Capacity issues at top airports will continue as flyer count rises

Congestion at India’s top four airports Delhi, Mumbai, Bengaluru and Hyderabad will continue in the medium term as the number of air passengers has seen a rise despite the slowdown in the economy and closure of Jet Airways, Crisil Ratings said in a study.

These four airports handle more than half of air passenger traffic in India and currently operate at over 130% of capacity utilisation. With healthy traffic growth projected in the near future, this operating rate is expected to rise further in next 12 months, it said.

This, despite a ₹38,000-crore capex being undertaken by operators between 2020 and 2024. The capex, the highest to be incurred in any continuous five-year period, is largely debt-funded.

“Capacity at these four airports will increase a cumulative 65% to 228 million annually [from 138 million now] by fiscal 2023. However, traffic is expected to grow strong at up to 10% per annum over the same period,” Manish Gupta, senior director, Crisil Ratings, said.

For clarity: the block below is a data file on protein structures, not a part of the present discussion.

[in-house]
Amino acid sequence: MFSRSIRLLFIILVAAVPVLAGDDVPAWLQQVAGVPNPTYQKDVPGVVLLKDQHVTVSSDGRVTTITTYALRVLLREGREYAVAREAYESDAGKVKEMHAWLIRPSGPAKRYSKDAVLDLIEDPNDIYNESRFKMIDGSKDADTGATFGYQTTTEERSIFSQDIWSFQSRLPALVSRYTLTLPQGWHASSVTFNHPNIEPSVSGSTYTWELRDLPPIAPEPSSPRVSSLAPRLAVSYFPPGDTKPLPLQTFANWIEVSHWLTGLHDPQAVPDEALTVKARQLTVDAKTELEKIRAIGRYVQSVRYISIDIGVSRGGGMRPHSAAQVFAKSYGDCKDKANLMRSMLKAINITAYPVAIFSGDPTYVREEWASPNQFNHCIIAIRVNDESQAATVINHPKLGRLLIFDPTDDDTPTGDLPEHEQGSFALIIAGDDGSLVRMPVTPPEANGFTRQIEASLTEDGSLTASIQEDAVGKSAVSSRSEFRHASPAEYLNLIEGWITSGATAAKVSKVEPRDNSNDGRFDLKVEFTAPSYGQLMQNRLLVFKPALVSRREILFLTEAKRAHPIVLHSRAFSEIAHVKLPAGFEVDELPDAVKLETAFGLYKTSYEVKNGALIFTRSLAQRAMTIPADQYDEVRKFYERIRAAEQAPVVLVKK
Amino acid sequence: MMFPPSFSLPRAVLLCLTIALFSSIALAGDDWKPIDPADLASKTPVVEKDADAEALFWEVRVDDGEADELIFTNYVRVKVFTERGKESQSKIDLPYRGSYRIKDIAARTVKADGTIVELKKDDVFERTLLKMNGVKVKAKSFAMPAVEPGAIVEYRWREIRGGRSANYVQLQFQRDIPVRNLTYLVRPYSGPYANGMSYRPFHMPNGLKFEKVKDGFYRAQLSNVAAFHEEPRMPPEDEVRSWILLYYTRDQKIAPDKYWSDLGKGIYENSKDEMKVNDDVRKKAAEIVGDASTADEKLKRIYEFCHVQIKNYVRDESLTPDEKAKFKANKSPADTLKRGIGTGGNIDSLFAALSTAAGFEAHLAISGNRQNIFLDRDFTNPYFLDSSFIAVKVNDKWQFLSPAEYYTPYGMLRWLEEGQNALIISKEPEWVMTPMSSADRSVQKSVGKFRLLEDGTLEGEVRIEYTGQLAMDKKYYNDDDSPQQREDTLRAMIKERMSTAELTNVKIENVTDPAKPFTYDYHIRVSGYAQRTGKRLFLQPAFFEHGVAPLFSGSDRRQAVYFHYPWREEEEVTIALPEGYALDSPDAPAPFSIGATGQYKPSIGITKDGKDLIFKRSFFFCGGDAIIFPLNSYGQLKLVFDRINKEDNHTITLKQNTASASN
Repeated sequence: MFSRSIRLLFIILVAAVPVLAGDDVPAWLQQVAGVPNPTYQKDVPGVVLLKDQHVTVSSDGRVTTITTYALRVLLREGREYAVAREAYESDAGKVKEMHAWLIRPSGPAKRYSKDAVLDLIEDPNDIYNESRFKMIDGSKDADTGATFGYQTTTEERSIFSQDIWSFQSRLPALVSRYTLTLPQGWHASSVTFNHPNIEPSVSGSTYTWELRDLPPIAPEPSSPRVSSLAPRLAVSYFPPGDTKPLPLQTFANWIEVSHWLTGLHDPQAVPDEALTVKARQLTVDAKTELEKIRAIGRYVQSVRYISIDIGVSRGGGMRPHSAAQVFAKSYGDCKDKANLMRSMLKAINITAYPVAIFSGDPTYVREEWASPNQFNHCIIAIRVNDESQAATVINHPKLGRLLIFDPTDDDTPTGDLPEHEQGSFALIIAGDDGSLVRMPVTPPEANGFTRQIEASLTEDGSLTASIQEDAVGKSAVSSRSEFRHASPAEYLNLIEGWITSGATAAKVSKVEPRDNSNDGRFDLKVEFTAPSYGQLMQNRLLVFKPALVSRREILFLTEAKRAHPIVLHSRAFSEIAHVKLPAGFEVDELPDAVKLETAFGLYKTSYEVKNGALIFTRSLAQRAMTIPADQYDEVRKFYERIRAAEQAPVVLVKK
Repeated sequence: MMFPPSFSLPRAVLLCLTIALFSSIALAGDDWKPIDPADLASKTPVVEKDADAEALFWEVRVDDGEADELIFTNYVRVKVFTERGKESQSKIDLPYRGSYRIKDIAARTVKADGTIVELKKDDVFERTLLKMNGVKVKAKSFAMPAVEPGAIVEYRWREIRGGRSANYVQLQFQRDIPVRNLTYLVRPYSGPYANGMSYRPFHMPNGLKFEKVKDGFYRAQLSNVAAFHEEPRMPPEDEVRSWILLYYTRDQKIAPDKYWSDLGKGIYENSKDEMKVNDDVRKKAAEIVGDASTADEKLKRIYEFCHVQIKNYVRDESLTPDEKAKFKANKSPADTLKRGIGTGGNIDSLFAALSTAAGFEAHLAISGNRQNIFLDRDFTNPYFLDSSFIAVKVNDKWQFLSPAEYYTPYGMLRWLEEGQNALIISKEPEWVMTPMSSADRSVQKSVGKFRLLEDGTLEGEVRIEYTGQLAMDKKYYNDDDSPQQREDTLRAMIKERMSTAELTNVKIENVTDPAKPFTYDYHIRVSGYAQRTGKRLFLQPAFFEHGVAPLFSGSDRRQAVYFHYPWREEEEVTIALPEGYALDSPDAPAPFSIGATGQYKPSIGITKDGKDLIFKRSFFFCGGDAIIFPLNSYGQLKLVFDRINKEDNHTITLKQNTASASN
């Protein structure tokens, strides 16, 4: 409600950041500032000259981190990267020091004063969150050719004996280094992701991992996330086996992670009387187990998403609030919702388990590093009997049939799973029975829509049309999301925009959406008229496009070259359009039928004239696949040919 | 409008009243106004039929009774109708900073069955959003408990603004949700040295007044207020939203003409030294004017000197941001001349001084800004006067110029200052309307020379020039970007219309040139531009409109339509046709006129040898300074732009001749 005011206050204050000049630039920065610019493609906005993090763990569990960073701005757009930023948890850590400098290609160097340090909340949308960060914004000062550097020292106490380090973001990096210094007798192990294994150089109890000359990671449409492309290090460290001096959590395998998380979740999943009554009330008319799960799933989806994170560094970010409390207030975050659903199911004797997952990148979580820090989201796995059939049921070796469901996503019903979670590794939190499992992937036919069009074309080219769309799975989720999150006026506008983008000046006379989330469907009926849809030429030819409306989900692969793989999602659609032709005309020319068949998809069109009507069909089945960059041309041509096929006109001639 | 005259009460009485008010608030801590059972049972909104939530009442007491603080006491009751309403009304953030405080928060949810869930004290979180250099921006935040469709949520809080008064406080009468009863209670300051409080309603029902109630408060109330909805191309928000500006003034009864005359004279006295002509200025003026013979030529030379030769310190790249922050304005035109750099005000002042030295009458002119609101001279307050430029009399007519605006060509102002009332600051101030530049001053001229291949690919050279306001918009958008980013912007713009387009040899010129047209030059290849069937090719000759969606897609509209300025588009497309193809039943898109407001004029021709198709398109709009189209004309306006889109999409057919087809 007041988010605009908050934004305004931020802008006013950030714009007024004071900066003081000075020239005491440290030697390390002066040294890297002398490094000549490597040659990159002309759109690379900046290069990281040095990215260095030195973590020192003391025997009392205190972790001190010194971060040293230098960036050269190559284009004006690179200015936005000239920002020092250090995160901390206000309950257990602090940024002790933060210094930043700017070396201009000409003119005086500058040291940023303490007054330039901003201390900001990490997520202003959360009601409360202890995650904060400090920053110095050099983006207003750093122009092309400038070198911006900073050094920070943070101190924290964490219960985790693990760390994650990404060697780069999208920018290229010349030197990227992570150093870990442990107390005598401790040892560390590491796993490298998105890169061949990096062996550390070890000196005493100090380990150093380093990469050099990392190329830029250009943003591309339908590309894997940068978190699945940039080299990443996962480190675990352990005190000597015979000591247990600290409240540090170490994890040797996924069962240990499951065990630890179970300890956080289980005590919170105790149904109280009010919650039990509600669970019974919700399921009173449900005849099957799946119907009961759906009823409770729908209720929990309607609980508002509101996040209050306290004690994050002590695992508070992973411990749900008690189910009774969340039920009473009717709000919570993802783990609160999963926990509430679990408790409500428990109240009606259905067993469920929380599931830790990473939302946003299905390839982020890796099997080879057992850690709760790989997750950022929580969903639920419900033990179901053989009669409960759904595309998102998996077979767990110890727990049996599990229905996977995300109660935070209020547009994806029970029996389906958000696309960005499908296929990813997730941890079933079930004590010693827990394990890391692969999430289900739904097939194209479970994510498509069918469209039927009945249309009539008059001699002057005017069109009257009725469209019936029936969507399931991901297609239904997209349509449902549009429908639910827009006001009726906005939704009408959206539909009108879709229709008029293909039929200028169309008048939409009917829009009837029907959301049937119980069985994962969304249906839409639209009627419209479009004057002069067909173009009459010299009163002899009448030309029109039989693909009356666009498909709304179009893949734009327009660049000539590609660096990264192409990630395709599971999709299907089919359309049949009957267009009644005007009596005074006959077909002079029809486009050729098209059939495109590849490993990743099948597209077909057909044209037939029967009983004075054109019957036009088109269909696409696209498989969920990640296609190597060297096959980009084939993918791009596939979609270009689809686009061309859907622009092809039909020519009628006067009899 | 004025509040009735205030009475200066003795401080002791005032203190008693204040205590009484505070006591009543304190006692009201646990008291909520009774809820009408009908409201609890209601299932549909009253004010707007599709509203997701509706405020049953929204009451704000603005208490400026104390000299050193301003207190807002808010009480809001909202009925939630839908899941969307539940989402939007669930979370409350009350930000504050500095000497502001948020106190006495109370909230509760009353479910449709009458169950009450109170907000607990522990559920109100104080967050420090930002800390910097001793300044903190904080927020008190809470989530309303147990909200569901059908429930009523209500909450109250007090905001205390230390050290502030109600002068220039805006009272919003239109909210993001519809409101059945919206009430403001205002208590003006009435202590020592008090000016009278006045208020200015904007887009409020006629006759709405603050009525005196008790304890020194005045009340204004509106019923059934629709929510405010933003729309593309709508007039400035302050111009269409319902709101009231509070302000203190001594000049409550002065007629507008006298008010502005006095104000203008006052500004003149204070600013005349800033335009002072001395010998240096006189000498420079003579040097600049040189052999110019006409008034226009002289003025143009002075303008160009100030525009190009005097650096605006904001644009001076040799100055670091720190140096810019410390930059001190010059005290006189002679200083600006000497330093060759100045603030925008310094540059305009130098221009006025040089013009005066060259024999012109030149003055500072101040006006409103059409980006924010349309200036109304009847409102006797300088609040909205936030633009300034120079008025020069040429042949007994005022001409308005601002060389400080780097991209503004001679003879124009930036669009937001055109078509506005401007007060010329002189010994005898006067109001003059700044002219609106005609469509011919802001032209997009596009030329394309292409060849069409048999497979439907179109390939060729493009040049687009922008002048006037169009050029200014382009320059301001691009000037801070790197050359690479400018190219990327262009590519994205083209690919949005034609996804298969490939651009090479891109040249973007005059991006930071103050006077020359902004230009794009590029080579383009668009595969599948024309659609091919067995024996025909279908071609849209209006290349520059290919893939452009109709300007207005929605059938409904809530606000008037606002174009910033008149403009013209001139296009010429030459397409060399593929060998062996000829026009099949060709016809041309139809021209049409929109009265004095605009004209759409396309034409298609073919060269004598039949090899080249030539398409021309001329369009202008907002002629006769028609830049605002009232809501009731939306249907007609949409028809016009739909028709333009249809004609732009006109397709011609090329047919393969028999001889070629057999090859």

“Because the additional capacities will become operational in phases only around fiscal 2023, high passenger growth will add to congestion till then,” he added.

High utilisation will ride on pent-up demand (accumulated in 2019 as traffic was impacted with the grounding of Jet Airways) and one-off issues with new aircraft of certain airlines. Further impetus will also come from improving connectivity to smaller cities and reducing fare difference between air and rail, Crisil Ratings said.

Ankit Hakhu, director, Crisil Ratings, said: “These airports operate on a hybrid till model, where non-aero revenue stream partially subsidises the airport user fee. Hence rising traffic and increasing monetisation of non-aero assets will pave the way for a more balanced regulatory regime.”

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Printable version | Sep 26, 2021 6:59:37 PM |

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